All the best,
Kirk
The LearnEnglish Team

Hello Kirk, you mentioned that "One of the possible meanings of the continuous aspect is that of duration in time, so you can refer to a point or even period of time within that using some kind of time reference" - I'm afraid I don't quite get what you mean. Could you kindly explain further? Also, by point in time, are you referring to time references such as "I was studying at 8pm (point in time being 'at 8pm' which interrupts the past continuous action of 'I was studying')" or "I was bathing when she arrived (point in time being 'when she arrived' which interrupts the past continuous action of 'I was bathing')" ? Lastly, could you cite examples involving "period of time"? Thank you.

Hello VegitoBlue,

An example of a point in time would be 'at 8pm', as in the example you gave, though I wouldn't say that 'at 8pm' 'interrupts' 'I was studying'. The way I'd recommend thinking of it is that a continuous action was occurring, and 'at 8pm' refers to one point during that period. Your analysis of the sentence about bathing looks good to me.

Note that 'a point in time' can be many different things. For example, in a text about financial markets in the early 21st century, a sentence like 'Stock prices dropped precipitously in 2008' uses 'in 2008' as a point of time. But 'in 2008' can also be a period of time -- in a sentence such as 'He started five different jobs in 2008', for example, 'in 2008' refers to the course of a year. 

The other parts of a text and especially the verb forms tell you whether 'in 2008' refers to a point in time or a period of time.

In a sentence like 'In the early 1990s, I was studying medicine in Birmingham', there is a reference to a larger period of time ('in the early 1990s') and another shorter period of time within it ('I was studying medicine').

Hope this clear it all up for you.

All the best,

Kirk

The LearnEnglish Team

Soumis par Lal le mar 19/05/2020 - 14:28

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Hello Sir A. Is that fresh bread I smell ?. B. Yes, your mother has been baking all morning. Referring to 'B' can't we say " had been baking all morning" Please let me know Thank you. Regards Lal

Hello Lal,

Since there is a present result (the smell), the present perfect is most appropriate here. Although the context is limited, the past perfect does not make sense in the sentence as it stands.

 

Peter

The LearnEnglish Team

Soumis par Elaine20 le sam 02/05/2020 - 06:33

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Hi the learnEngish team, In the Grammar test 2, Q5, could you explain why the answer is "were already closing" ? I thought the answer is "already closed", because of the shop is closed, they didn't buy anything. Does it make sense?

Hi Elaine20,

It is possible to use a past form in this sentence, but we would use a past perfect:

...they had already closed...

The past simple does not work with 'already' in this context. You could make the sentence without 'already' (...they closed the shop when I arrived), but that would have a strange meaning. It would suggest that they waited until you arrived and then closed the shop because they didn't like you for some reason!

Out of the two answers possible, were already closing is the correct answer. It tells us that they were already in the process of closing the shop - clearing out the last customers, emptying the tills, turning off the lights etc - when you arrived, so you couldn't buy anything.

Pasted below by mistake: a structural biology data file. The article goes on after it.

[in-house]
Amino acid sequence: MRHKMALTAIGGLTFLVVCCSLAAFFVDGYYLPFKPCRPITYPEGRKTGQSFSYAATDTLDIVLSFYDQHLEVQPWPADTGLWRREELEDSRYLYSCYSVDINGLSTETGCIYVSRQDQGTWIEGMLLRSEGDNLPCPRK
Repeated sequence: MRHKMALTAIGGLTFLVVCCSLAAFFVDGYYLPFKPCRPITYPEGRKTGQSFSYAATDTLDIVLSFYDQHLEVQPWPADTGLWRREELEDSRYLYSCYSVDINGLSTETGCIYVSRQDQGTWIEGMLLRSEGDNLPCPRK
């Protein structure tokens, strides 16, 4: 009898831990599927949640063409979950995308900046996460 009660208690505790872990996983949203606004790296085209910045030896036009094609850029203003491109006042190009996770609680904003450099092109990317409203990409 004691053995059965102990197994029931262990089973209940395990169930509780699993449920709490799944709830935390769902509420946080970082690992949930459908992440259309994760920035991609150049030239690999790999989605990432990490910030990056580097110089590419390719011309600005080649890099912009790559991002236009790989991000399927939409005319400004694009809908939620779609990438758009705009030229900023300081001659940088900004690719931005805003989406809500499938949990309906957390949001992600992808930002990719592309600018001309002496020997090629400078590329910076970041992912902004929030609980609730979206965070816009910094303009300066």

Peter

The LearnEnglish Team

Soumis par Reza le mar 28/04/2020 - 14:17

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Hi, Could please tell me which sentence (s) is correct: 1- We were playing football between 4 and 5 pm yesterday. 2- We played football between 4 and 5 pm yesterday. 3- We were playing football for an hour yesterday. 4- We played football for an hour yesterday. Thanks

Soumis par Kirk le mar 28/04/2020 - 14:30

En réponse à par Reza

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Hello Reza

They could all be correct in specific contexts, though 3 is a bit strange.

All the best

Kirk

The LearnEnglish Team

Soumis par Jo Ann le mar 28/04/2020 - 11:35

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Hello there, Can one also come across a Past simple tense question that has to be changed into Present Simple tense. But than nothing needs to be changed cause it's written the same in both present and past simple tense.

Hello Jo Ann

A question in the past simple would use 'did' and a question in the present simple would use 'does' or 'do'. This is what makes the time clear.

Does that make sense?

All the best

Kirk

The LearnEnglish Team

Soumis par itspb008 le dim 05/04/2020 - 16:11

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What _____ at around 8 a.m. this morning? in this question how do I know that option (2) is correct and options (1) is incorrect. I can't understand the question I didn't buy anything. They _____ the shop when I got there. Same situation as above Please clear the doubt.

Hello itspb008

In the first case, 'at around 8 a.m.' indicates that the question is about an action that was in progress, so the continuous form is the correct one.

In the second case, the continuous form refers to an action that was in progress at the time you arrived at the shop. The past simple with 'already' doesn't make sense here, because it implies that the shop had been closed before you arrived.